Be realized they couldn't compete with Windows, so they wanted to sell dual-boot boxes. But the Microsoft EULA for OEMs banned that (similar to OHA and Google not allowing Google-Android manufactures to create Amazon-Fire products).
Crazy as it sounds BeOS wouldn't run on X86 for the first few years. They were trying to capture away Apple people. Also it was close to being the OS X successor, but Apple walked away when BeOS upped the price.
PS The only desktop OS that could pull off this stunt. Play a bunch of videos and music files and unplug the computer. Boot back up and everything is playing again just as you left it.
NeXTSTEP was Steve Jobs' attempt to build an OS that fulfilled the promise of what he saw during his visit to PARC (as opposed to just the graphical interface which is what was implemented with the Mac). It was a true-multi-user Unix with a beautiful UI and an object-oriented framework that was far more influential than its marketshare would have suggested (it led to Microsoft starting Cairo, IBM building WorkplaceOS, and Apple/IBM sinking fortunes and thousands of man-hours into Taligent/Pink).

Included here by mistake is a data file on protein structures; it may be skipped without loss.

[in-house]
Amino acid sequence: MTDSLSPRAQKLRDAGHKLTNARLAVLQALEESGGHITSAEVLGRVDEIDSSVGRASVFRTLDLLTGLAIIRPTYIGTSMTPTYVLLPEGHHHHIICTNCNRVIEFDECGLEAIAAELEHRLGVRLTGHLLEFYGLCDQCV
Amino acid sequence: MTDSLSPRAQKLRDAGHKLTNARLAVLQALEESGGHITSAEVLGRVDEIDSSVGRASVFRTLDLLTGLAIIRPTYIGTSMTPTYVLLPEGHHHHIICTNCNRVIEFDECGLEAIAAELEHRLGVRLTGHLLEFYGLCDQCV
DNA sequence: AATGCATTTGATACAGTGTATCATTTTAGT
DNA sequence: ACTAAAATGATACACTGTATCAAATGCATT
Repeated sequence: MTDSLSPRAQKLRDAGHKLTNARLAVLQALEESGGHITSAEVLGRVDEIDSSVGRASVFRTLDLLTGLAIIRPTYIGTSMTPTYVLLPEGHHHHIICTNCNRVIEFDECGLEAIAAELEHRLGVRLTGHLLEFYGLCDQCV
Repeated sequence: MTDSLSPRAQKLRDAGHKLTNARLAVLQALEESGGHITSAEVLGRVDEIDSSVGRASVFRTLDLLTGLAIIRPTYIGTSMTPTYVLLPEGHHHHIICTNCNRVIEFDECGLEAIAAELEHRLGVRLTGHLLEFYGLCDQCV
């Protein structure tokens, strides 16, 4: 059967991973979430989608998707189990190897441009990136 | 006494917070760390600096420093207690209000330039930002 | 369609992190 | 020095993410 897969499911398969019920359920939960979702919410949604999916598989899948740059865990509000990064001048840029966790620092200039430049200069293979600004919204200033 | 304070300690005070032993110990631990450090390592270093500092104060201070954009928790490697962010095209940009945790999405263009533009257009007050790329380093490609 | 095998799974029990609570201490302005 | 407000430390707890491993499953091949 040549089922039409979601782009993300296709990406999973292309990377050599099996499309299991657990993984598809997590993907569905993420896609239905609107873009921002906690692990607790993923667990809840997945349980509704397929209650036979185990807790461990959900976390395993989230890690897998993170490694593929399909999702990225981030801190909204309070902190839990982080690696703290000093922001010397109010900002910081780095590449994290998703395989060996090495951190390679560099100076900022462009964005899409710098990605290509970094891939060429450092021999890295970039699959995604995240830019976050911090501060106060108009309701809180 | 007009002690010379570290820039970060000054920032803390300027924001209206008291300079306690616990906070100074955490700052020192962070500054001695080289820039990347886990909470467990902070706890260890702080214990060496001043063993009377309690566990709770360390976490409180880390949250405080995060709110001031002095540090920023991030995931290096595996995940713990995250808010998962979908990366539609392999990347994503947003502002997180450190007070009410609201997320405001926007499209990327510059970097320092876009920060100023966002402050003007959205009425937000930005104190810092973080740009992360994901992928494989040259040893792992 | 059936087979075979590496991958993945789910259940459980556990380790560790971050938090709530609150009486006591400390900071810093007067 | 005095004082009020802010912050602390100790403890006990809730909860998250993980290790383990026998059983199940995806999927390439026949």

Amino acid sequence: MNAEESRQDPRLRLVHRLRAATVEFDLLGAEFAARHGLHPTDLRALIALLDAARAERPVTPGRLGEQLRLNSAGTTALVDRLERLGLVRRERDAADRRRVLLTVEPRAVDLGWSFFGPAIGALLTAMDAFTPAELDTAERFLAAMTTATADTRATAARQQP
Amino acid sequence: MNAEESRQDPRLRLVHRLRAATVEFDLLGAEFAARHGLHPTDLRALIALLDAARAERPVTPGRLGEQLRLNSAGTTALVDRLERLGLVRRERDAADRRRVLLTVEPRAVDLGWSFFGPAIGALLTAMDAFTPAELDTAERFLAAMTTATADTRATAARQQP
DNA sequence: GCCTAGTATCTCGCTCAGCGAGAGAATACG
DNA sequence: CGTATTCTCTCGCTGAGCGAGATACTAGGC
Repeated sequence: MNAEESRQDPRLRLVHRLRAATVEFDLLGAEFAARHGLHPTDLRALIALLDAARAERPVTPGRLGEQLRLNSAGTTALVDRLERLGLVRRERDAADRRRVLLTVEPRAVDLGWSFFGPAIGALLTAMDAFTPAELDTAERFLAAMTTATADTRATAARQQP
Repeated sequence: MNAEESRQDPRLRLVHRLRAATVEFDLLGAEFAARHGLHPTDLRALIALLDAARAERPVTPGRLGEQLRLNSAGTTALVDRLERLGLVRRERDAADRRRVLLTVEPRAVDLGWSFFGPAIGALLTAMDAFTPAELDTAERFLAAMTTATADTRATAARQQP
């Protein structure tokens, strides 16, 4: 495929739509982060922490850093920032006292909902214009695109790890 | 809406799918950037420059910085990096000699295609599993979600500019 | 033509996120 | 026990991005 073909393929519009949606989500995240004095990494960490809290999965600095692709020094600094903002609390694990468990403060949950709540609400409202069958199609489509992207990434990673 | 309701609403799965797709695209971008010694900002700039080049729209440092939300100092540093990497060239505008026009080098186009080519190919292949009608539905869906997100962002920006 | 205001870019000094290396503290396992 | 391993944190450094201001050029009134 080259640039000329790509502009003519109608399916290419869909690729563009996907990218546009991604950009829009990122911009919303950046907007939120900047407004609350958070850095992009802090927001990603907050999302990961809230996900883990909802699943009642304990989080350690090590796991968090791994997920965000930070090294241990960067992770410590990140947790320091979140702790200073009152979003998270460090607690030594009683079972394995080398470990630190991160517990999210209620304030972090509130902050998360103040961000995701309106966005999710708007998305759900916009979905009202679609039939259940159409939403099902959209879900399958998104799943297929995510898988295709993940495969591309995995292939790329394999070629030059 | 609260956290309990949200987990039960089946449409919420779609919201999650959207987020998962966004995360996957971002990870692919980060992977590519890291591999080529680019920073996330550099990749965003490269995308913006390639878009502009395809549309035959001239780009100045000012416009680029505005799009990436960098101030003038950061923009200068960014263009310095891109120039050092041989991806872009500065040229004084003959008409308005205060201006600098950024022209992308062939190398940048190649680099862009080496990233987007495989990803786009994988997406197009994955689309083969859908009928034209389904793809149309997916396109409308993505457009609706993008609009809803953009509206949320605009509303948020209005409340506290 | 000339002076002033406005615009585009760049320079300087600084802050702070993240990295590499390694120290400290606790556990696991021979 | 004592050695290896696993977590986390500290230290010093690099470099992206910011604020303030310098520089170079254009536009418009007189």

BeOS was Jean-Louis Gasse's attempt to build a successor to the Mac (including Quicktime which came after Jobs) but built to be multiprocessor and SMT (symmetric multitasking) friendly from the start. It was --like the Mac-- a single-user OS but intended to extract all the performance possible from "modern hardware"
ACCESS Co. the current owner of the PalmOS and BeOS assets basically frittered away whatever potential BeOS had. So it definitely flopped.
I saw a BeOS demo of turning off processors. The GUI allowed you to uncheck all the processor checkboxes and the machine goes dead. :)
int32 is_computer_on(); //Returns 1 if the computer is on. If the computer isn't on, the value returned by this function is undefined.
double is_computer_on_fire(); //Returns the temperature of the motherboard if the computer is currently on fire. If the computer isn't on fire, the function returns some other value.
I was amazed that back then I could have four (!) windows open playing videos (albeit at low res) at the same time without hiccups -- doing it Windows 95 on the same box would choke it up.